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Observing

COVID-19 UPDATE

On the first full night of science operations since the March shutdown, a team led by Chuck Steidel and Yuguang Chen of Caltech observed from their homes. Pictured is a slice of a KCWI 3D data ‘cube’ they captured of a galaxy 1.5 billion light-years away.

After nearly a two-month shutdown, we are excited to announce we have resumed science operations. On May 16, we completed our first full night of observing.

Since May 7, when the Governor included observatories in the state’s list of low-risk organizations that are permitted to reopen, our W. M. Keck Observatory ‘ohana has been carefully working towards resuming full operations while maintaining social distancing and adhering to enhanced safety protocols.

We are grateful to be able to conduct science once again. Click HERE for a message from our Chief Scientist, Dr. John O’Meara, about our first night back on sky.

Recognizing the need to stay connected while many of us continue to shelter in place, we have partnered with our Maunakea Observatories (MKO) ‘ohana to launch a series of remote science talks, sharing the latest astronomical research that our MKO astronomy community is conducting here in Hawaii.

To learn more about the Maunakea Observatories Science Talks and find out when you may be able to catch one, visit:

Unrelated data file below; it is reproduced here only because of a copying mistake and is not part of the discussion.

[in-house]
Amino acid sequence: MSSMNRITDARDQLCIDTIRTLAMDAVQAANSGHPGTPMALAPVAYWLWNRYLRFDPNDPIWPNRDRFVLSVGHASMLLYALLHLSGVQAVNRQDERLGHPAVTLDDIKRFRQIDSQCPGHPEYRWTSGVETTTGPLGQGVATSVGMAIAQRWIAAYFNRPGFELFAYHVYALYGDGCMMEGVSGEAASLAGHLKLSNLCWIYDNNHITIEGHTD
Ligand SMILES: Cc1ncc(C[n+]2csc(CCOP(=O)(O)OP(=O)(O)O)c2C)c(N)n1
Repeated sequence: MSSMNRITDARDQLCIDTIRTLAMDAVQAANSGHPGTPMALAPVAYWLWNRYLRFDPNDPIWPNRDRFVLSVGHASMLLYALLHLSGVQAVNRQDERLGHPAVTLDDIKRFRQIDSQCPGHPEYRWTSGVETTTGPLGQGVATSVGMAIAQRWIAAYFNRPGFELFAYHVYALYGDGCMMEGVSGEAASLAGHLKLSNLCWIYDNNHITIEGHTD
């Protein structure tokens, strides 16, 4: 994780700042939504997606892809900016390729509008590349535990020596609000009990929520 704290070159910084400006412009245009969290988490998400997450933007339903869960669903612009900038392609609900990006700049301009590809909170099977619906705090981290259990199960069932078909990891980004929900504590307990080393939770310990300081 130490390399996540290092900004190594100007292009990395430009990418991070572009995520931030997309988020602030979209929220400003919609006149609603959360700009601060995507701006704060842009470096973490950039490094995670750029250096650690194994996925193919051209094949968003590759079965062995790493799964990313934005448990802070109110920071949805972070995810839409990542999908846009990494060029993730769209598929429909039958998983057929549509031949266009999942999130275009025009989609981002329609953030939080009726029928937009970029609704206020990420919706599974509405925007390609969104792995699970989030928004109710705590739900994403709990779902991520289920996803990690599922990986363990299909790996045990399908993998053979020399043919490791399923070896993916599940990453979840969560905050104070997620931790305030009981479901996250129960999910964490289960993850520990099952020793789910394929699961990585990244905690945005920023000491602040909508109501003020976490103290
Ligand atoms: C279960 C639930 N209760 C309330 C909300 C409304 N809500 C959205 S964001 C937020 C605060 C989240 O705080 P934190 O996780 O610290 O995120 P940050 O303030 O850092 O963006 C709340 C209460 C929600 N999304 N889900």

www.keckobservatory.org/mko-science-talks


Observing time on the Keck 10-m telescopes is available to members of several communities: The University of California (UC), The California Institute of Technology (Caltech), the National Aeronautics and Space Administration (NASA), the University of Hawaii (UH), Yale University, the Subaru (NAOJ) community through an observatory exchange, the National Optical Astronomy Observatory (NOAO) through the NSF’s Telescope System Instrumentation Program (TSIP), and the Gemini community* through an observatory exchange.

Each community has its own Time Allocation Committee (TAC) that reviews proposals semi-annually and assigns time based on the scientific merit of each proposal. Those time assignments are then used to generate the night-by-night schedule for each of the telescopes.

Observing time on the Keck telescopes is not available to the general public.

Keck Observatory BIBLIOGRAPHY

* not currently available.

Observing Information for Scientists

Observers’ Login
Telescope Schedule
Instruments
Apply for Time
Plan Your Observing Run
During Your Observing Run
After Your Observing Run
For First-Time Observers
Logistics
Policies
Checklist of Forms

Keck Metrics

The twin 10-meter Keck Telescopes are the most powerful tools on Earth to study the cosmos. Friends of Keck Observatory are fueling innovations that will lead to many awe-inspiring discoveries and innovations that will support our nation’s continued world leadership in astronomical science and technology.

We measure our success through three metrics:

Published Papers
PHD Thesis
NSF Portfolio Review (Jan 31, 2012)